More than 3,000 villagers in Zhejiang province of eastern China blocked a highway and clashed with police as they protested against alleged official corruption in a land compensation deal according to a human rights monitor and a witness.
Ten residents of Shipu town were injured in the clash with more than 300 riot police on the 25th of July, the Hong Kong-based Information Center for Human Rights and Democracy said in a faxed statement.
Another resident, Chen, told the Associated Press that thousands of people had been staging a sit-in on the land for nearly a week. They said the protesters accuse local officials of arranging a deal in which villagers were paid far less than market value for their land.
The villagers were apparently leasing the roughly 800-acre (320-hectare) stretch of land to the Changguo Saltern company, which used it for saltworks. The land was recently sold to be developed into a science and technology park, the human rights center said.
Chen and the human rights center said thousands of villagers have staged sit-ins at the salt fields since July 20. At least 3,000 villagers were there Sunday, Chen said.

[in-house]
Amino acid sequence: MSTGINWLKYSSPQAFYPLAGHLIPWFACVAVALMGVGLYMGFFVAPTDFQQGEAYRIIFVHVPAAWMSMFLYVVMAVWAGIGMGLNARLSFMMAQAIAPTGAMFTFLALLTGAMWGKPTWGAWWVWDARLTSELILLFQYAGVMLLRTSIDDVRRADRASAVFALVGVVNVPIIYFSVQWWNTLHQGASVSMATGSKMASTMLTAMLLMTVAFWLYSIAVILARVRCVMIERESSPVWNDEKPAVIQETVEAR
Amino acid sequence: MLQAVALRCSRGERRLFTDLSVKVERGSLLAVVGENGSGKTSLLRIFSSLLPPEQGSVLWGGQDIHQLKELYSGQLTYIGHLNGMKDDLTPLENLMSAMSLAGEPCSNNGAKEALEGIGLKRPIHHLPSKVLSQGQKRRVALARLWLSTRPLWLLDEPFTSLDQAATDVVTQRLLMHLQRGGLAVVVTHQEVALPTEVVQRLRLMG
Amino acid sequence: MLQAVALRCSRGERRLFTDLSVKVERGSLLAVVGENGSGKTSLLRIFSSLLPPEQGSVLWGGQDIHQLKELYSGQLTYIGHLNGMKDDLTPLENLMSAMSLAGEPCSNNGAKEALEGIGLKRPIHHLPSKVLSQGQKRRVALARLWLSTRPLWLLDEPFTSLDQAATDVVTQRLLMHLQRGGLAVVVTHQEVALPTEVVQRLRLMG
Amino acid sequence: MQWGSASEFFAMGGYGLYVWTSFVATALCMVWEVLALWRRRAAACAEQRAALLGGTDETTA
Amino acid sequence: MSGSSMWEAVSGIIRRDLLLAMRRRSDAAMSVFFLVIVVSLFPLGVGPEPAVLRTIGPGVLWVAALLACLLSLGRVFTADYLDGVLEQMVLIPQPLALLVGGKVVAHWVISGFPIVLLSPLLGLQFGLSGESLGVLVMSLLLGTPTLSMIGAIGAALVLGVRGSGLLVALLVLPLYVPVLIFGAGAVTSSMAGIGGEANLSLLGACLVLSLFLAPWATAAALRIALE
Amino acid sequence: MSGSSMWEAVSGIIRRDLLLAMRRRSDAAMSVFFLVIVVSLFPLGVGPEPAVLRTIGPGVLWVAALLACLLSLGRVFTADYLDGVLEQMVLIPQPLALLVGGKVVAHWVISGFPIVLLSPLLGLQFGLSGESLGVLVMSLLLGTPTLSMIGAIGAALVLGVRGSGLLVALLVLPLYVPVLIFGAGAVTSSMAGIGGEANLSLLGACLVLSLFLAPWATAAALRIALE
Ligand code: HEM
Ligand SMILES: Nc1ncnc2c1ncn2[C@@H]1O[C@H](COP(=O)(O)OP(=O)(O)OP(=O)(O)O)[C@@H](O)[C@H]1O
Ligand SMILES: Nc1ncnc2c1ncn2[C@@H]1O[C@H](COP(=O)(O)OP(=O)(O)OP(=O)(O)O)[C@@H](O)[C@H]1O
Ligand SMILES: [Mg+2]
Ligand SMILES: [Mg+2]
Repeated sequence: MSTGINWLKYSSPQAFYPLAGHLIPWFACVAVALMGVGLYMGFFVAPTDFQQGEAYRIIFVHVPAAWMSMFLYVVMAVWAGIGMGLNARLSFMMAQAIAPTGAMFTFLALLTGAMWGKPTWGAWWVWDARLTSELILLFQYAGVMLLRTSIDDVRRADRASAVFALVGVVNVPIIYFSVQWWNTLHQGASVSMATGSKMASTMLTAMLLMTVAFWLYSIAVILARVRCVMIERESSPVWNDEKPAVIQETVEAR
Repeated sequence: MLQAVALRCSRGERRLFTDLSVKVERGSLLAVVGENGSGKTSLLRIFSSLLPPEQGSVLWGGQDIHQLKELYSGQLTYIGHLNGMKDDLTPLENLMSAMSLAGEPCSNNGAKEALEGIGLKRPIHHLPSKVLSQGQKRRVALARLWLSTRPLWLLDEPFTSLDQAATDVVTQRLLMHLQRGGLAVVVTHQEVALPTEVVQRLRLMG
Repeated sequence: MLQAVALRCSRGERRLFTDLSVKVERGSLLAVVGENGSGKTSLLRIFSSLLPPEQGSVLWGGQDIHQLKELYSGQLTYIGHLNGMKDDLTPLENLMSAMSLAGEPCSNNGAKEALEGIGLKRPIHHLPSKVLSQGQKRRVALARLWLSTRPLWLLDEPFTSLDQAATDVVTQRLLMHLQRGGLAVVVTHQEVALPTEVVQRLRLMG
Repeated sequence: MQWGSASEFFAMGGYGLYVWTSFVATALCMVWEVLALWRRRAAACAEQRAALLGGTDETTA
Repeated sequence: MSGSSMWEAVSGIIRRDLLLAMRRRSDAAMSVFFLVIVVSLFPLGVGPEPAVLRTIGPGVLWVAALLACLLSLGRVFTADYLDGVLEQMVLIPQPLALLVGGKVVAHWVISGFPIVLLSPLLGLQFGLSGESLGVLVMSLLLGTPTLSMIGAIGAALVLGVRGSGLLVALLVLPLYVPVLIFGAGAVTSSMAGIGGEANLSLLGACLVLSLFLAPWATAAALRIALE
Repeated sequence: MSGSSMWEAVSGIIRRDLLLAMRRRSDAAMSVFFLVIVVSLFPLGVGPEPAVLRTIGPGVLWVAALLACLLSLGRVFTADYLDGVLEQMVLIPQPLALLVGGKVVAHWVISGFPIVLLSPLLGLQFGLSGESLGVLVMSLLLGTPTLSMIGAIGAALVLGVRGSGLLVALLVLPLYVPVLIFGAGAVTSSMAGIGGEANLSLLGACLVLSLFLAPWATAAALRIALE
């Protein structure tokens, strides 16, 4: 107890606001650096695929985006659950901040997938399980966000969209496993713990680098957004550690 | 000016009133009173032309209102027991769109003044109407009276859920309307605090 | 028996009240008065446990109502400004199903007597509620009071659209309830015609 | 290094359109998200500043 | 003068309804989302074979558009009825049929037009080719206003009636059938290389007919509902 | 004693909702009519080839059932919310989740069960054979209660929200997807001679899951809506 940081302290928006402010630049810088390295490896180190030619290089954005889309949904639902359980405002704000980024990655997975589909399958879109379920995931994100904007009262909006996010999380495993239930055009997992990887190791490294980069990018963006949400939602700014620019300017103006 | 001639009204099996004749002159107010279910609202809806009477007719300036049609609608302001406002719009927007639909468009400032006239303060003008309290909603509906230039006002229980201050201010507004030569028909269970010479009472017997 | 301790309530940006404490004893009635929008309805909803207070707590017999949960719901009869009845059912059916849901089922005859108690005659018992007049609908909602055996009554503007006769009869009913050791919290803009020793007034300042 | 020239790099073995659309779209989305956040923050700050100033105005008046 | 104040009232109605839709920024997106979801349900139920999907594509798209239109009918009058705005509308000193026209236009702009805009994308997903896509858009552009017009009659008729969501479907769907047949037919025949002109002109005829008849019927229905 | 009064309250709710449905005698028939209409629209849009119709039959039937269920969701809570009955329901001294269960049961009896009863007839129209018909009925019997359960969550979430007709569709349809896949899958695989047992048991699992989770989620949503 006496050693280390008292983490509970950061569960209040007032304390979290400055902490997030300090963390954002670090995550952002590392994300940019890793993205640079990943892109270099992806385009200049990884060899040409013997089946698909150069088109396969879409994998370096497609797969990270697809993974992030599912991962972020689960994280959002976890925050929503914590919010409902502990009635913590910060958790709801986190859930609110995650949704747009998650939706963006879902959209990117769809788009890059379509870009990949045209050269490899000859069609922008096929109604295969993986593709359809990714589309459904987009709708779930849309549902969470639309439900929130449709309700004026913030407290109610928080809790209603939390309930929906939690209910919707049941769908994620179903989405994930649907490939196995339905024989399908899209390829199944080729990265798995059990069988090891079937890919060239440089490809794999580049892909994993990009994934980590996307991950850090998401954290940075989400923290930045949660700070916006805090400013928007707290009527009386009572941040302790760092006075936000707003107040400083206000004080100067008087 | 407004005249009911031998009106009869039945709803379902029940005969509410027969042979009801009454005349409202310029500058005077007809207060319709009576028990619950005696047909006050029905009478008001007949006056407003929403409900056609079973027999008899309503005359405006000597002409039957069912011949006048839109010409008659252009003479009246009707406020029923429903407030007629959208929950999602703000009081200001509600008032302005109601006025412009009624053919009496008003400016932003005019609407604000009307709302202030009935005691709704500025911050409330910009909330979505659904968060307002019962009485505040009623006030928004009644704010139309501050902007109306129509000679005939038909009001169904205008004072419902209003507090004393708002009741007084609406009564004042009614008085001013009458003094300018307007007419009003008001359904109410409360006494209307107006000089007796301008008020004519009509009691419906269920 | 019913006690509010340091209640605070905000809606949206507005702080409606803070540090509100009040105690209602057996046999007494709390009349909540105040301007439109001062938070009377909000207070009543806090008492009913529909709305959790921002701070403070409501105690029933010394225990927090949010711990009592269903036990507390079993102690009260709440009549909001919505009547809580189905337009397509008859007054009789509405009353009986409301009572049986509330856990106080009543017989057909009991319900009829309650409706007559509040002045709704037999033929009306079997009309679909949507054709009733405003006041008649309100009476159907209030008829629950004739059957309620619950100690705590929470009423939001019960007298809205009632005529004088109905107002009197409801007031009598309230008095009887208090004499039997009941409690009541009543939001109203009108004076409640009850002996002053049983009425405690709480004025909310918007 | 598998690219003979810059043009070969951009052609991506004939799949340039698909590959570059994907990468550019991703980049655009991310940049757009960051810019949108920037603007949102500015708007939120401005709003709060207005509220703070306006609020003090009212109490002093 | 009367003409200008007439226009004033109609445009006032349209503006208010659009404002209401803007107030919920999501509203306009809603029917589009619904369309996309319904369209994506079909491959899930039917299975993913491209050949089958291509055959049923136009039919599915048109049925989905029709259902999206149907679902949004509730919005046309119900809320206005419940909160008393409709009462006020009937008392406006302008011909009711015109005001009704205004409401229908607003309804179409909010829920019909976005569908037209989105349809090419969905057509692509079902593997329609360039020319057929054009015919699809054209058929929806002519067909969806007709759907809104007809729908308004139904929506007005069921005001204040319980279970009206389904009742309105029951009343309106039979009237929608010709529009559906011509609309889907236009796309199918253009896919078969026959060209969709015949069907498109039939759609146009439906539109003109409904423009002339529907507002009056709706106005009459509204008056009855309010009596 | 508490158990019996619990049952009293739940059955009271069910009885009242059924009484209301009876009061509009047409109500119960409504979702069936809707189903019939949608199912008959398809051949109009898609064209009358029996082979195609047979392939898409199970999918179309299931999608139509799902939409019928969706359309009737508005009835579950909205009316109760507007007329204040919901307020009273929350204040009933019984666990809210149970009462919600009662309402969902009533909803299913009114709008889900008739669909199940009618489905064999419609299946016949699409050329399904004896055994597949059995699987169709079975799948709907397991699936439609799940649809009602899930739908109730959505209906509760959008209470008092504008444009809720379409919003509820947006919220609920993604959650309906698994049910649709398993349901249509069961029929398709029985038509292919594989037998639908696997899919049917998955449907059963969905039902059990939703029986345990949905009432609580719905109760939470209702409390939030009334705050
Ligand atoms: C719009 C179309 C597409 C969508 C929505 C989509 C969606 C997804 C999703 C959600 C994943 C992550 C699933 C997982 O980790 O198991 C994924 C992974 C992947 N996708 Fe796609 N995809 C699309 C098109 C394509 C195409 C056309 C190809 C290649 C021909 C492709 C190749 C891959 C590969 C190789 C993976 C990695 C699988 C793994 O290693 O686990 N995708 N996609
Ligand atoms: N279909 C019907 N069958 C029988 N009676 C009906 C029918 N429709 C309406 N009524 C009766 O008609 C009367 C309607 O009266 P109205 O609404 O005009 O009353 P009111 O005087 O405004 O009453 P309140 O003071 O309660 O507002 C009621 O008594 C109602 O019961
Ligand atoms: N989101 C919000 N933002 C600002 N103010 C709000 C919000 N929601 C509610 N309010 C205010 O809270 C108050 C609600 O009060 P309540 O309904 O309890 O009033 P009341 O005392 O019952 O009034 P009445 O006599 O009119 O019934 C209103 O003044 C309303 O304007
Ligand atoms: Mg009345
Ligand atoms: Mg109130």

A man on duty at Changguo confirmed by phone that several thousand villagers blocked a highway Saturday and said several were taken away by police.
The employee, who refused to give his name, said the villagers believed the land was worth three times the price the local government had set — 20,000 yuan (US$2,900) per mu. A mu is a Chinese measure of land equal to about 0.15 acres (0.06 hectares).
"The villagers want the local authorities to address the corruption and the central government to intervene in this case, but some local officials have been preventing this information from getting to the relevant authorities," Chen said.
A county government official said he had not heard about the case and refused to give his name. Calls to the Shipu town government rang unanswered, while a woman at the town's police station said she was not aware of the case.
Protests are common in China over land seizures. Local government officials often confiscate land for infrastructure and housing projects, with little or no compensation. As many migrant workers have recently lost their employment in the cities and return to the countryside, there is more pressure for land than before.